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 Association Urges CMS to Count Observation Stays Toward Medicare Three-Day Rule

Leaders of the American Health Care Association and National Center for Assisted Living (AHCA/NCAL) on Aug. 28 urged federal regulators to preserve Medicare beneficiaries’ access to necessary skilled nursing care following a hospital stay, regardless of whether that stay was classified as inpatient or outpatient observation.

In a letter to Centers for Medicare & Medicaid Services (CMS) Administrator Seema Verma, AHCA/NCAL President and Chief Executive Officer Mark Parkinson and NCAL Executive Director Scott Tittle urged her to use the agency’s authority to count time spent under “observation status” in a hospital toward satisfying the three-day inpatient requirement for Medicare beneficiaries seeking access to needed skilled nursing care. 
 
“AHCA/NCAL was encouraged by your recent comment on Twitter by about the three-day stay issue and government not always making sense,” the letter said. “You also noted you were listening and taking feedback on this red tape issue. We wanted to be sure to share with you again our position on this issue, which we have been advocating for years.”
 
Parkinson and Tittle told Verma that AHCA/NCAL is part of a national coalition of 33 provider and beneficiary organizations working on legislative and regulatory changes related to the issue of the three-day stay.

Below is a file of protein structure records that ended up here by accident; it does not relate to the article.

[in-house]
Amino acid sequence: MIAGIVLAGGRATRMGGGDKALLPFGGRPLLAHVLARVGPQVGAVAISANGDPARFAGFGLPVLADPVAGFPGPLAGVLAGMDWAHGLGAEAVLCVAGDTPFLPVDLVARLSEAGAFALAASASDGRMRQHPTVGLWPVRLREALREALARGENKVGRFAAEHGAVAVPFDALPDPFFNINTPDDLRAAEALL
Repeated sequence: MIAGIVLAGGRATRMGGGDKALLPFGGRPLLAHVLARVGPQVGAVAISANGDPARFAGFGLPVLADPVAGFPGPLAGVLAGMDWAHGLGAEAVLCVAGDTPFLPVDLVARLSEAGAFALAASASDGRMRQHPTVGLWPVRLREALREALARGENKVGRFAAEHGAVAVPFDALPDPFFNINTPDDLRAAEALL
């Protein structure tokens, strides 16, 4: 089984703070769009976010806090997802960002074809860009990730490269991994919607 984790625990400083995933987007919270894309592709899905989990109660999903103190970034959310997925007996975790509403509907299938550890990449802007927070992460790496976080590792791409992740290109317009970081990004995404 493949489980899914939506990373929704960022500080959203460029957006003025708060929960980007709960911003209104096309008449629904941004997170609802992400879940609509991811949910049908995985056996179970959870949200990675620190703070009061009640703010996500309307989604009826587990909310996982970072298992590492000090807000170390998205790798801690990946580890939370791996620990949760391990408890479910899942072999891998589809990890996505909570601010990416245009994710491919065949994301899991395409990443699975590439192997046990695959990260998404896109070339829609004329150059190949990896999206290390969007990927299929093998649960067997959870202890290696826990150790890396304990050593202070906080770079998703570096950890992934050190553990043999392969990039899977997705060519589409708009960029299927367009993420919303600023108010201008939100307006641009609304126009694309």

“As you know, under current law, a Medicare beneficiary must spend at least three days as a hospital inpatient for Medicare to cover a subsequent stay in a skilled nursing center (known as the ‘Skilled Nursing Facility 3-day rule’),” the letter said. 
 
Because of this requirement, each year thousands of beneficiaries are unable to access their skilled nursing benefit because of the administrative classification of their hospital stay, even if the stay is deemed medically necessary, and even if the stay spans three days or more, Parkinson and Tittle wrote.
 
Hospitals’ use of observation stays and the amount of time patients spend in observation status are both increasing, AHCA/NCAL said. In December 2016, the Inspector General reported that 748,337 long hospital stays were called outpatient, including 633,148 outpatient stays of three or more days in Fiscal Year 2014.
 
In the letter Parkinson and Tittle also said that the Office of Inspector General July 2019 report called for CMS to analyze the potential impact of counting time spent as an outpatient toward the three-night requirement for skilled nursing facility (SNF) services so that beneficiaries receiving similar hospital care have access to these services. 
 
“AHCA/NCAL believes that CMS already has the authority needed to implement the solution to this issue,” the letter said. 
 
In closing, the association asked CMS to take action and eliminate what the SNF profession regards as a “confusing policy barrier that each year needlessly prevents thousands of Medicare beneficiaries from accessing their benefit to high-quality, post-acute care.”

Read the complete letter here​. ​
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